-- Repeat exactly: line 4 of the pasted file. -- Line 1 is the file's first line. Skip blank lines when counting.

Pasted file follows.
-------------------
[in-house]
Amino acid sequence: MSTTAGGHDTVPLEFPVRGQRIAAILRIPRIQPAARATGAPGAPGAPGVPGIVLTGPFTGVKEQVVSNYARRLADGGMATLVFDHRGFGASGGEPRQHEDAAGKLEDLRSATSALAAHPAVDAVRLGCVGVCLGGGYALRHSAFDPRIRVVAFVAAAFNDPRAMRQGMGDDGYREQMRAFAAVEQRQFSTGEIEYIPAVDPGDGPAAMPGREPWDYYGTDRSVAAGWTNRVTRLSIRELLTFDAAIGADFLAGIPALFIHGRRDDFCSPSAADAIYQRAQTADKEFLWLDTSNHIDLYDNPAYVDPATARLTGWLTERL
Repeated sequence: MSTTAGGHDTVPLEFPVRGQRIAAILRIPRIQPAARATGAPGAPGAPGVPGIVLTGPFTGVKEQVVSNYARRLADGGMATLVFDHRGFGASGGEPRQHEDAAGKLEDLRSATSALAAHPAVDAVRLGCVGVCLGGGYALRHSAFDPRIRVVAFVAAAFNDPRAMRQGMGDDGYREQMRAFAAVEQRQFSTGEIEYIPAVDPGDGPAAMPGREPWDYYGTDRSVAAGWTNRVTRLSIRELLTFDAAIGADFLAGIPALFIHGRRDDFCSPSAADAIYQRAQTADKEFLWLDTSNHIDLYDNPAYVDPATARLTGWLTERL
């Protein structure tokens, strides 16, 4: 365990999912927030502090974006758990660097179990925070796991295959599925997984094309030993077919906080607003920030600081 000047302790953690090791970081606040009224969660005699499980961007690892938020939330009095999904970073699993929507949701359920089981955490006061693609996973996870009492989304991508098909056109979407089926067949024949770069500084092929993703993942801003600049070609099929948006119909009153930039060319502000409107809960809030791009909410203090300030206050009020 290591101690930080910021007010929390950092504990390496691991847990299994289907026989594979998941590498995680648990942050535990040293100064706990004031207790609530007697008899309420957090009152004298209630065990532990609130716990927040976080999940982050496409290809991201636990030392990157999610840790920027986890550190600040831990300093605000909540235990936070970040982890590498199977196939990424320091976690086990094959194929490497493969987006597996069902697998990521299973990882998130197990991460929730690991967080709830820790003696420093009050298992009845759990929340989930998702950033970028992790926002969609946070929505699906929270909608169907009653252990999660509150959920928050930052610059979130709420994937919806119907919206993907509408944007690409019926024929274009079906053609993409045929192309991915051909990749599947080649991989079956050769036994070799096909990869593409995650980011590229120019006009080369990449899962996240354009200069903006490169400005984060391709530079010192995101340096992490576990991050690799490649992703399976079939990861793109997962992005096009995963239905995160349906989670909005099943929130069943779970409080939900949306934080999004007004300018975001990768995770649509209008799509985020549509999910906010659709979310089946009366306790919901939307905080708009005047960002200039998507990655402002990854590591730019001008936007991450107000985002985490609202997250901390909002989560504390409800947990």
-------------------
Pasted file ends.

């Protein structure tokens, strides 16, 4: 365990999912927030502090974006758990660097179990925070796991295959599925997984094309030993077919906080607003920030600081 000047302790953690090791970081606040009224969660005699499980961007690892938020939330009095999904970073699993929507949701359920089981955490006061693609996973996870009492989304991508098909056109979407089926067949024949770069500084092929993703993942801003600049070609099929948006119909009153930039060319502000409107809960809030791009909410203090300030206050009020 290591101690930080910021007010929390950092504990390496691991847990299994289907026989594979998941590498995680648990942050535990040293100064706990004031207790609530007697008899309420957090009152004298209630065990532990609130716990927040976080999940982050496409290809991201636990030392990157999610840790920027986890550190600040831990300093605000909540235990936070970040982890590498199977196939990424320091976690086990094959194929490497493969987006597996069902697998990521299973990882998130197990991460929730690991967080709830820790003696420093009050298992009845759990929340989930998702950033970028992790926002969609946070929505699906929270909608169907009653252990999660509150959920928050930052610059979130709420994937919806119907919206993907509408944007690409019926024929274009079906053609993409045929192309991915051909990749599947080649991989079956050769036994070799096909990869593409995650980011590229120019006009080369990449899962996240354009200069903006490169400005984060391709530079010192995101340096992490576990991050690799490649992703399976079939990861793109997962992005096009995963239905995160349906989670909005099943929130069943779970409080939900949306934080999004007004300018975001990768995770649509209008799509985020549509999910906010659709979310089946009366306790919901939307905080708009005047960002200039998507990655402002990854590591730019001008936007991450107000985002985490609202997250901390909002989560504390409800947990």